cout <<"Hi guys ";
}
void display()
{
std::cout << "a = " << a << "\n";
std::cout << "b = " << b << "\n";
std::cout << "c = " << c << "\n";
std::cout << "d = " << d << "\n";
std::cout << "e = " << e << "\n";
std::cout << "f = " << f << std::endl;
}
};

int main()
{
myclass me;
me.display();

}
If you debug this program in gdb and stop it in display() and see the
values of "x" they all contain some garbage values. I know we have to
intialize the values of struct in the constructor, to over come this
problem, we have to explicitly assign values to each and every
member of your structure like this,

myclass () { x.a=0;x.b=0;x.c=0;x.d=0;x.e=0;x.f=0;} But your code will
become messy when the members of the structure you have to intialize
are huge. Is their any way I can assign zero values to all of the
members of the structure at one shot? I mean any function that can be
used on Linux to do this initialization??

This describes the need for default constructors. You could just as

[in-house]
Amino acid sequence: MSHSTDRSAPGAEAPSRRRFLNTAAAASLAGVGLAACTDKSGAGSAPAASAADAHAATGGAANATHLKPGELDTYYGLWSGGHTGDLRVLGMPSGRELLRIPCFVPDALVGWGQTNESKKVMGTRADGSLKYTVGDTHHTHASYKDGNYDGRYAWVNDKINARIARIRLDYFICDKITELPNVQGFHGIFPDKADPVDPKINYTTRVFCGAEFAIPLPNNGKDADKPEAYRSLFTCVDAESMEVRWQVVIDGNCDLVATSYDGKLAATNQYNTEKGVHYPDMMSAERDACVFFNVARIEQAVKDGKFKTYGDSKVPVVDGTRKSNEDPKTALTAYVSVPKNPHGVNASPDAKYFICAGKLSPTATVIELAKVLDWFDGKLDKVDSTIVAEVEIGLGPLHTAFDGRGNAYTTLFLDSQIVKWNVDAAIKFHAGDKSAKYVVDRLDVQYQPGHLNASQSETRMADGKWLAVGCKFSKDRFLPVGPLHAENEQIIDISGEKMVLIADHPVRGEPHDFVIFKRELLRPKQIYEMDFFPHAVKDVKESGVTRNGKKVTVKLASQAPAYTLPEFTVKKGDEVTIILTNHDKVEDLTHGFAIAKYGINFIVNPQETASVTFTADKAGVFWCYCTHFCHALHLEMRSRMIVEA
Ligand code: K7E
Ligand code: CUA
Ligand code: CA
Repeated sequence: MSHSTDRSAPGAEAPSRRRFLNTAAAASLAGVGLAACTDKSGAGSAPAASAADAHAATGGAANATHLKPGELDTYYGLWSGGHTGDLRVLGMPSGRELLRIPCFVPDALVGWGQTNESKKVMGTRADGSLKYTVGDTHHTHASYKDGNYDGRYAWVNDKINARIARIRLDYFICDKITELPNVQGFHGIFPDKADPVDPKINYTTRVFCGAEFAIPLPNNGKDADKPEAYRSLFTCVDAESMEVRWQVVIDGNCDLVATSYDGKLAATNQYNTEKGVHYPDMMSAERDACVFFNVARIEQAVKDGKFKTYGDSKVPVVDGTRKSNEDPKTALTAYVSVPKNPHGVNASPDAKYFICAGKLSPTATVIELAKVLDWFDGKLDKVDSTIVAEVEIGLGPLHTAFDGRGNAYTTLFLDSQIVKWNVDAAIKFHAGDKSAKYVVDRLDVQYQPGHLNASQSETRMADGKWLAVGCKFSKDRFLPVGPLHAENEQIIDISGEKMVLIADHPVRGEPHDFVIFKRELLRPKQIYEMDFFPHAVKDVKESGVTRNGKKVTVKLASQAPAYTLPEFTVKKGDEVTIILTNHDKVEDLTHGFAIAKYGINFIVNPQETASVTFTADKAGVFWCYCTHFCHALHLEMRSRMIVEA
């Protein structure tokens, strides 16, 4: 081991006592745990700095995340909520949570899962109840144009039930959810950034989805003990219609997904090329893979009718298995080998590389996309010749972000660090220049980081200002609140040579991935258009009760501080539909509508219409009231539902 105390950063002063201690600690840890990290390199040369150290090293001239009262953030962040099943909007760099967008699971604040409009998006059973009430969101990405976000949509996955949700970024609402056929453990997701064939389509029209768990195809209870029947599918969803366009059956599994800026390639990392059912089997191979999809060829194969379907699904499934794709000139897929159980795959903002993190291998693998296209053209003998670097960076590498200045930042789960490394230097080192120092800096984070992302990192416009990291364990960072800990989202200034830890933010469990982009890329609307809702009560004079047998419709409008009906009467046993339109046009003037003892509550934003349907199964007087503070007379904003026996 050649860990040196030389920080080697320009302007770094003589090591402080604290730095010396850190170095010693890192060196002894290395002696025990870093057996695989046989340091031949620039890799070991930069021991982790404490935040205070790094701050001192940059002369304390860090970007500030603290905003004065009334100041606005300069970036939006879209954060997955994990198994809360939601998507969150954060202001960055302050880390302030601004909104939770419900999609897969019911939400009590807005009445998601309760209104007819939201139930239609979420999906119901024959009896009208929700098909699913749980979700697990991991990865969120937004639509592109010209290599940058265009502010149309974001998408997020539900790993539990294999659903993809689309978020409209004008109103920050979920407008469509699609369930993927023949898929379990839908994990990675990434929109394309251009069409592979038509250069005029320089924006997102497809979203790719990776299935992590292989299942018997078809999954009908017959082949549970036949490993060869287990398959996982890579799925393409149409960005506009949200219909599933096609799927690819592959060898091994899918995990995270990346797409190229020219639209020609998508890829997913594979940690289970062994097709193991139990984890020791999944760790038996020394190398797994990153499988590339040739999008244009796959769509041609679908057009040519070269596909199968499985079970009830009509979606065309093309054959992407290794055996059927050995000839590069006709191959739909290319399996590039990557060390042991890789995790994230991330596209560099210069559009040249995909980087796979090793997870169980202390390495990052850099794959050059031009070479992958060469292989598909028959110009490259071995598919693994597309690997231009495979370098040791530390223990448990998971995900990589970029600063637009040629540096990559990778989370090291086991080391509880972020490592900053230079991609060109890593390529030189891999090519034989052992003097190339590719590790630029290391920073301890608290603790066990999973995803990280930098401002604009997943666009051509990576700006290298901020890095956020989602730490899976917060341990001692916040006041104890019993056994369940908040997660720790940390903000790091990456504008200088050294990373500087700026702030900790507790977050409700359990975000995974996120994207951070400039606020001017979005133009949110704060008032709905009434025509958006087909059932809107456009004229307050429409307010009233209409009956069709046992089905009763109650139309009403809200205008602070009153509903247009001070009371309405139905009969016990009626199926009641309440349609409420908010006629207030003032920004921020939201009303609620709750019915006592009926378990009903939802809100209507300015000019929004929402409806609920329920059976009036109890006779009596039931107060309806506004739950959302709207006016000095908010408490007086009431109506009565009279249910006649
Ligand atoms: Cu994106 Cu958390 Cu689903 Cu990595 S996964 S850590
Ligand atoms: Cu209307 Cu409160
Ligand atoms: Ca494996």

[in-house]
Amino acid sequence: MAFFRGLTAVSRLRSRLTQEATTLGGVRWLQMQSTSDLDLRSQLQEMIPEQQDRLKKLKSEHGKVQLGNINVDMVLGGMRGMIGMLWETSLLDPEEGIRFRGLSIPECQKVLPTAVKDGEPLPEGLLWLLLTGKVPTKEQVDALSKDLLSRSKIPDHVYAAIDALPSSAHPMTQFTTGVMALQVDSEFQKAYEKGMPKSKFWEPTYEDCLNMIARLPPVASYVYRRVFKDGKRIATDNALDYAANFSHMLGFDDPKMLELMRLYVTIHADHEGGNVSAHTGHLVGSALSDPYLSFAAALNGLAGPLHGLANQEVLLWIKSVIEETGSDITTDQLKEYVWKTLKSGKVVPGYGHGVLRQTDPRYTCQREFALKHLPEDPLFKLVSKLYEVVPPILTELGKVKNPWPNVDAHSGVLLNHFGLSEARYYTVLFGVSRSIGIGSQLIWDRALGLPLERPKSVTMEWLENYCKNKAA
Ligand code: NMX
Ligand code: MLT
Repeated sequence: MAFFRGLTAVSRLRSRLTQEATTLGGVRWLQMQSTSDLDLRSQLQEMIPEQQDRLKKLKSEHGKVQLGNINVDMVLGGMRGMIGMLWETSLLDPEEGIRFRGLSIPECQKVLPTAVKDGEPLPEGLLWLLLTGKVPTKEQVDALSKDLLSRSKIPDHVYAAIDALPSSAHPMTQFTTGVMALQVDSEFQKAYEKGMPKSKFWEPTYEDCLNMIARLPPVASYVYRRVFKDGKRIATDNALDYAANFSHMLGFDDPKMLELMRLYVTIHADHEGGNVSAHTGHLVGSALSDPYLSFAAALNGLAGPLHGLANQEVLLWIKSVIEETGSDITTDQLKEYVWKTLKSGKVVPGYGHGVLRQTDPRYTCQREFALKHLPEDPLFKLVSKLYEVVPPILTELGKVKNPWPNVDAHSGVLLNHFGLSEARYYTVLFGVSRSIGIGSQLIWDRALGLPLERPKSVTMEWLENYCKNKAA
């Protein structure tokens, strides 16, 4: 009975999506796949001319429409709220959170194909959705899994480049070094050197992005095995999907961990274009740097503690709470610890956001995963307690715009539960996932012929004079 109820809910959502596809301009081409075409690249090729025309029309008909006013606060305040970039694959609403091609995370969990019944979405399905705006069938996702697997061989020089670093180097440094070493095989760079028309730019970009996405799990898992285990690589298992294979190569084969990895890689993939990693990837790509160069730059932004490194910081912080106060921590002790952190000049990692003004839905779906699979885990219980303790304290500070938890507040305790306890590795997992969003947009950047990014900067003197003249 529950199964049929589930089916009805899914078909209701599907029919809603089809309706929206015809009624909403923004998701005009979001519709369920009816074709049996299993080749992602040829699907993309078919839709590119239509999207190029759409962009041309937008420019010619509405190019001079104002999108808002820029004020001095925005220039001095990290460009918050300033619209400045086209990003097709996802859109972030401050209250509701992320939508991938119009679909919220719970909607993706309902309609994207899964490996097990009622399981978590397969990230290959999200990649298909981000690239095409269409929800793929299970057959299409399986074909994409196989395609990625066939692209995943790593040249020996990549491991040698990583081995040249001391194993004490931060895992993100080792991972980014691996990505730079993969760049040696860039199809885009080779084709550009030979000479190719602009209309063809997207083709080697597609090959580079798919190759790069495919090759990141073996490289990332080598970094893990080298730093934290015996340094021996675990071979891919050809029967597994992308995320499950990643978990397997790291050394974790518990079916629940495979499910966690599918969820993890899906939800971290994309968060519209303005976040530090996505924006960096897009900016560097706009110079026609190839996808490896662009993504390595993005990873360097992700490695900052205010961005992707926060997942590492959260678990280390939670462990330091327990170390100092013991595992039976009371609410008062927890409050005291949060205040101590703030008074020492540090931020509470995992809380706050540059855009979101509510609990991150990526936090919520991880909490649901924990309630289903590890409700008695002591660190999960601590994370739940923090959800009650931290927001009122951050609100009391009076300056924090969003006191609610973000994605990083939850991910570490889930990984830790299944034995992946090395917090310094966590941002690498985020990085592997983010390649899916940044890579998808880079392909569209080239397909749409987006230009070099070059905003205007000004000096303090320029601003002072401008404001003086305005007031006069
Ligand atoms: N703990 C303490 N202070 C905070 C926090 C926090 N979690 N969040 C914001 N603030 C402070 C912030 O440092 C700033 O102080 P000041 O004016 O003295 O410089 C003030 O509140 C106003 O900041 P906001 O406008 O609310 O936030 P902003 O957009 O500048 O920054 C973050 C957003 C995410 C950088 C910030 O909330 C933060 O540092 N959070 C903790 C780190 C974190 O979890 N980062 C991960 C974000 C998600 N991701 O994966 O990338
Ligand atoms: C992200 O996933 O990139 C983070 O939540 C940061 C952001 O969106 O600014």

well add parametized ctors in the examples above. You are not limited
to only provide a single ctor.
>
Some body please explain,
Seema Rao
Jul 18 '06 #3
No their is no way i can declare a constructor in the mystruct because
i mentioned
this structure just for illustration. But in real case the structure I
am using is from the
library, it's theora_info structure.
Salt_Peter wrote:
seema wrote:
Hi all,
I am new to C++ programming. Can some body explain how to intialize the
structure values, consider this program,

#include <iostream.h>

should be:
#include <iostream>
struct mystruct
{
int a,b,c,d,e,f;
};

Why not define a ctor here with an init list - change the initial
values to whatever you need:

struct MyStruct
{
int a,b,c,d,e,f;
MyStruct() : a(0), b(0), c(0), d(0), e(0), f(0) { }
~MyStruct() { }
};

class myclass
{
mystruct x;
public:
myclass(){}

myclass() : MyStruct() { }
~ myclass() { }
void display(){
cout <<"Hi guys ";
}